From 2005 to 2007, Goldman Sachs knowingly issued “many mortgages and securities” supported by “loans borrowed by consumers with shoddy credit ratings,” which caused “billions of dollars in losses” and caused the Great Recession after the housing bubble burst.

In April 2016, Goldman agreed to pay $5 billion dollars for its role in causing the Great Recession, and admitted that it had had “misled investors” by not telling potential investors they knew their mortgage-backed securities “were indeed riskier than what they had” revealed. As part of its settlement, Goldman acknowledged that because of “limited sampling” before the financial crisis, not every defective loan came to light. An Acting Associate Attorney General even said Goldman engaged in “‘serious misconduct’” by “‘falsely assuring investors that securities it sold were backed by sound mortgages, when it knew that they were full of mortgages that were likely to fail.’”

Goldman Sachs’ $5 billion fine for helping cause the financial crisis included $2.39 billion in civil penalties, $1.8 billion in “loan forgiveness and financing for affordable housing,” and $875 million in claims from “other federal and state entities.” [8]

Goldman Sachs paid a $550 million settlement to the SEC in 2010 for misleading “investors into buying financial instruments tied to subprime mortgage bonds,” which Time called a “worthless, well-packaged fake.”

In 2010, Goldman Sachs agreed to pay the SEC $550 million “to settle charges that it had misled investors into buying financial instruments tied to subprime mortgage bonds.” The SEC alleged that Goldman Sachs lied when they “told one group of investors they were buying” the highest-rated bonds, while in reality hedge fund magnate John Paulson was the one “really picking” the bonds. Time wrote that Goldman Sachs was like “any good snake-oil salesman” because they had sold a “worthless, well-packaged fake.” [9]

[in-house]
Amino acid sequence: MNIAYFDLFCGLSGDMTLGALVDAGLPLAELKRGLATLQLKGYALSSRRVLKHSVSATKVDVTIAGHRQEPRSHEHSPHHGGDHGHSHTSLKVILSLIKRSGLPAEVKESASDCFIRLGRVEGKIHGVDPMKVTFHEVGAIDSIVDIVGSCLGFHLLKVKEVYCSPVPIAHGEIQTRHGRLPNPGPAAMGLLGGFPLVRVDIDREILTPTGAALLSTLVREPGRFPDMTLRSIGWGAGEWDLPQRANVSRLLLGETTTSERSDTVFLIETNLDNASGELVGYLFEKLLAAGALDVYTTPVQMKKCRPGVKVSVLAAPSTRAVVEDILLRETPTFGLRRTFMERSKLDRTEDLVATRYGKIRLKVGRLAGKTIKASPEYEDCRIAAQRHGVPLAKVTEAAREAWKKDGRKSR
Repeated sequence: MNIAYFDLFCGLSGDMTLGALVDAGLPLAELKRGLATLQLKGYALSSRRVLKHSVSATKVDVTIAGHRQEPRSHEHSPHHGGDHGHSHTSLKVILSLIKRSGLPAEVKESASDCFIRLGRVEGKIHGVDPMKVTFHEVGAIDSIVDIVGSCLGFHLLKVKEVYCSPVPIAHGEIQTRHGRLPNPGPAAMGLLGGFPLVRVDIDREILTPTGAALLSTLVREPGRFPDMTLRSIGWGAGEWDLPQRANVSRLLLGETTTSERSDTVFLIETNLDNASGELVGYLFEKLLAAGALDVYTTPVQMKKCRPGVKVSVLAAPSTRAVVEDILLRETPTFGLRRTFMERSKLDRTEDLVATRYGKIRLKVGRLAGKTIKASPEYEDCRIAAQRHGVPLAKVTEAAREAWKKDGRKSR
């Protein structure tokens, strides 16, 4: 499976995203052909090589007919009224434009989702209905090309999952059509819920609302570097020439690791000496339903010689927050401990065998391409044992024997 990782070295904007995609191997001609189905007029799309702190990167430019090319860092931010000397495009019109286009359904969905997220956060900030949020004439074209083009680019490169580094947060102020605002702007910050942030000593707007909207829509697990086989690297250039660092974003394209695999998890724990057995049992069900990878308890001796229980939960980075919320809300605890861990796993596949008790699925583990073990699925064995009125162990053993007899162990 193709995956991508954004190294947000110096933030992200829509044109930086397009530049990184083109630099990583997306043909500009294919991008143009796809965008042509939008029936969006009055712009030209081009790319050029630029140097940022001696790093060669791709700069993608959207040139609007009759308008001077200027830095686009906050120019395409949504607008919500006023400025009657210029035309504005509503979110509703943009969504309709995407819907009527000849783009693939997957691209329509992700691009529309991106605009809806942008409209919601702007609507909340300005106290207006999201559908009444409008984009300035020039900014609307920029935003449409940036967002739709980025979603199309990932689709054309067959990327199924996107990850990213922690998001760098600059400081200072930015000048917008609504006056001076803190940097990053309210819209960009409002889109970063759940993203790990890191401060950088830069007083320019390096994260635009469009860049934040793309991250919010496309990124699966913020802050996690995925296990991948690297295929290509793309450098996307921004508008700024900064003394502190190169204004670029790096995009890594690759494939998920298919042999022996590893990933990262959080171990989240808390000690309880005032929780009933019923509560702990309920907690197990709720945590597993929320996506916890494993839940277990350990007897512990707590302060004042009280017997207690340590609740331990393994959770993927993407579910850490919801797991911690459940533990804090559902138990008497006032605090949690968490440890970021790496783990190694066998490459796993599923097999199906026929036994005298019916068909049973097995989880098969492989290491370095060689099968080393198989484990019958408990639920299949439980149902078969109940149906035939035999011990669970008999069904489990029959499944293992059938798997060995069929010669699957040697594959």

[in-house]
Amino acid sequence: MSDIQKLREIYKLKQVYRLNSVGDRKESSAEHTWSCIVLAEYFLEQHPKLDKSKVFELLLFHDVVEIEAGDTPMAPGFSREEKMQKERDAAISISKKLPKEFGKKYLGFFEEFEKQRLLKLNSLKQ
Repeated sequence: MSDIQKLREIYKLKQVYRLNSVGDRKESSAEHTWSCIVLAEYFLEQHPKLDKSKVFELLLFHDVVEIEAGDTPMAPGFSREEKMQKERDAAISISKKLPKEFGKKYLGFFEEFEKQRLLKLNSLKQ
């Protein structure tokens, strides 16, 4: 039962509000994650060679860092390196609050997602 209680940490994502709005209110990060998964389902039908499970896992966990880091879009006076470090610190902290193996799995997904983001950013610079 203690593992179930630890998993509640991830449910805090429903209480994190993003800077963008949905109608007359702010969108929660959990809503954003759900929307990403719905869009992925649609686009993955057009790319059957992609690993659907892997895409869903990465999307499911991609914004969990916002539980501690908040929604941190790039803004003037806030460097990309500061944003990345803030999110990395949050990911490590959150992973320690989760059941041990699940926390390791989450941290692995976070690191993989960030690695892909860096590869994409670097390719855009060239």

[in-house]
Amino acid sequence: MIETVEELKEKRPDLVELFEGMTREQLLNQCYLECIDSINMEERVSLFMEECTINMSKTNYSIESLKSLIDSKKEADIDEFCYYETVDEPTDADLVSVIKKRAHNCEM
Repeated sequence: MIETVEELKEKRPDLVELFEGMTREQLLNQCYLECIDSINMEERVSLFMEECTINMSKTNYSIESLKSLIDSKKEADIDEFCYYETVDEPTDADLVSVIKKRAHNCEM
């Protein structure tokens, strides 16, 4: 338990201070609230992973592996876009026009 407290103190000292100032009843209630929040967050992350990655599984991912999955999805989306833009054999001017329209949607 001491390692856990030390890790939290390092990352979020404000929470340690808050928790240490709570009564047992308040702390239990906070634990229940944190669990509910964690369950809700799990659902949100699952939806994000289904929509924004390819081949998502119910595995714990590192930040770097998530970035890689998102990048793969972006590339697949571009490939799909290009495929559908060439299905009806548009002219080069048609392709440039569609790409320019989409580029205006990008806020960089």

Goldman Sachs “agreed to pay $3 billion to the Federal Housing Finance Agency to settle claims” over their role in the financial crisis.

In 2014, Goldman Sachs “agreed to pay $3 billion to the Federal Housing Finance Agency to settle claims with Fannie Mae and Freddie Mac” because of their role in the financial crisis. [10]


Despite candidate Trump’s anti-Goldman Sachs rhetoric, President Trump has proven to be more than willing to welcome Goldman Sachs executives into the highest levels of his administration. In doing so, he has betrayed working class Americans who took him at his word that he would “drain the swamp” and rid Washington of the influence of powerful special interests, Wall Street insiders, K Street lobbyists, and corrupt politicians.

End Notes

[1] Shane Goldmacher, “One Hundred Days of Donald Trump,” Politico, August 10, 2016,; and Lucinda Shen, “Goldman Sachs Can’t Stop Hating on Trump, Fortune Magazine, 11/16/16,

[2] Avi Asher-Schapiro, “Donald Trump Said Goldman Sachs Had ‘Total Control’ Over Hillary Clinton—Then Stacked His Team with Goldman Insiders,” International Business Times, November 16, 2016,; and Daniel Marans, “Donald Trump’s Closing Ad Has Anti-Semitic Overtones,” Huffington Post, November 5, 2016,

[3] “Gary D. Cohn,” Goldman Sachs Executive Officers profile, Goldman Sachs website, accessed January 5, 2017,; and Matt Egan and Phil Mattingly, “Goldman Sachs’ No. 2 Gary Cohn is Trump’s Top Economic Advisor, CNN, December 12, 2016,

[4] Max Abelson and Zachary Mider, “Trump’s Top Fundraiser Eyes the Deal of a Lifetime,” Bloomberg, August 31, 2016,; and Anthony Bennett, “List of Goldman Sachs Alumni in Donald Trump’s Administration, Heavy, January 5, 2017,

[5] Joshua Green, “This Man Is the Most Dangerous Political Operative in America,” Bloomberg, October 8, 2015,

[6] Leslie Picker, “Donald Trump Nominates Wall Street Lawyer to Head S. E. C.” New York Times, January 4, 2017,

[7] Ben White and Annie Karni, “Goldman Sachs Partner to Join Trump Administration,” Politico, January 11, 2017,

[8] Lucinda Shen, “Goldman Sachs Finally Admits It Defrauded Investors During the Financial Crisis,” Fortune, April 11, 2016,

[9] Ibid; and Stephen Gandel, “The Case Against Goldman Sachs, Time online, April 22, 2010,,9171,1983886,00.html.

[10] Shen, “Goldman Sachs Finally Admits It Defrauded Investors.”